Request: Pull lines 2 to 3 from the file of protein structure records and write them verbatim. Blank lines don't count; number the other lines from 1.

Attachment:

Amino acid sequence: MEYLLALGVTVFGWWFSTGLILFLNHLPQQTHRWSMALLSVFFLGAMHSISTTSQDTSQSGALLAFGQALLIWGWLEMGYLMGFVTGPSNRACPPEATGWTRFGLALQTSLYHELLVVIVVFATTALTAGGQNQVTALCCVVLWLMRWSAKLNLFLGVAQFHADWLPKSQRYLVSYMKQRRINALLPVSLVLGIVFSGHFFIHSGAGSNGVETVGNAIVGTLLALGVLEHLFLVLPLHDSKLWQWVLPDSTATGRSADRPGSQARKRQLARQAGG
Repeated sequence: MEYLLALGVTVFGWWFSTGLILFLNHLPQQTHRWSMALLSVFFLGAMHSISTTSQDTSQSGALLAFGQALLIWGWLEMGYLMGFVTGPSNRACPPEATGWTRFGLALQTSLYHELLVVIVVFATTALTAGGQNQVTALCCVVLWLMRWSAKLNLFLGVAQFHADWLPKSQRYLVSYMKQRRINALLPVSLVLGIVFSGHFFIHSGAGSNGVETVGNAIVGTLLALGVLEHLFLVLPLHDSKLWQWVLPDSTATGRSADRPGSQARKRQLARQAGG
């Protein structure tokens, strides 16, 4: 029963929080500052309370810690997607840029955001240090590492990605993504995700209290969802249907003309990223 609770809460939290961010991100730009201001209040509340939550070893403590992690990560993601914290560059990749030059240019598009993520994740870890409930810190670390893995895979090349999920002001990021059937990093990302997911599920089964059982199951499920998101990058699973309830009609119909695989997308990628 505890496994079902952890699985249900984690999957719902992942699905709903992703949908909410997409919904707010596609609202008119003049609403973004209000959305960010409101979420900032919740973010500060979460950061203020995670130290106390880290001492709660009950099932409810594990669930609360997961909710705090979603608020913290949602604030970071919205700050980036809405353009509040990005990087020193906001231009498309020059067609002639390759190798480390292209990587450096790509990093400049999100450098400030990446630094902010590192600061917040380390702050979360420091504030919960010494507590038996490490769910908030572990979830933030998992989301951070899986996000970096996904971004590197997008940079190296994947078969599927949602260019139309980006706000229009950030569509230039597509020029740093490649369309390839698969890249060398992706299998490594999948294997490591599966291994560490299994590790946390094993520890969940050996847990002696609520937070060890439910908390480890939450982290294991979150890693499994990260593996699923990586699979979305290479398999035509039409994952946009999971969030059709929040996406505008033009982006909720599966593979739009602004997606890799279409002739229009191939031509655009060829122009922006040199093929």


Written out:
Repeated sequence: MEYLLALGVTVFGWWFSTGLILFLNHLPQQTHRWSMALLSVFFLGAMHSISTTSQDTSQSGALLAFGQALLIWGWLEMGYLMGFVTGPSNRACPPEATGWTRFGLALQTSLYHELLVVIVVFATTALTAGGQNQVTALCCVVLWLMRWSAKLNLFLGVAQFHADWLPKSQRYLVSYMKQRRINALLPVSLVLGIVFSGHFFIHSGAGSNGVETVGNAIVGTLLALGVLEHLFLVLPLHDSKLWQWVLPDSTATGRSADRPGSQARKRQLARQAGG
């Protein structure tokens, strides 16, 4: 029963929080500052309370810690997607840029955001240090590492990605993504995700209290969802249907003309990223 609770809460939290961010991100730009201001209040509340939550070893403590992690990560993601914290560059990749030059240019598009993520994740870890409930810190670390893995895979090349999920002001990021059937990093990302997911599920089964059982199951499920998101990058699973309830009609119909695989997308990628 505890496994079902952890699985249900984690999957719902992942699905709903992703949908909410997409919904707010596609609202008119003049609403973004209000959305960010409101979420900032919740973010500060979460950061203020995670130290106390880290001492709660009950099932409810594990669930609360997961909710705090979603608020913290949602604030970071919205700050980036809405353009509040990005990087020193906001231009498309020059067609002639390759190798480390292209990587450096790509990093400049999100450098400030990446630094902010590192600061917040380390702050979360420091504030919960010494507590038996490490769910908030572990979830933030998992989301951070899986996000970096996904971004590197997008940079190296994947078969599927949602260019139309980006706000229009950030569509230039597509020029740093490649369309390839698969890249060398992706299998490594999948294997490591599966291994560490299994590790946390094993520890969940050996847990002696609520937070060890439910908390480890939450982290294991979150890693499994990260593996699923990586699979979305290479398999035509039409994952946009999971969030059709929040996406505008033009982006909720599966593979739009602004997606890799279409002739229009191939031509655009060829122009922006040199093929």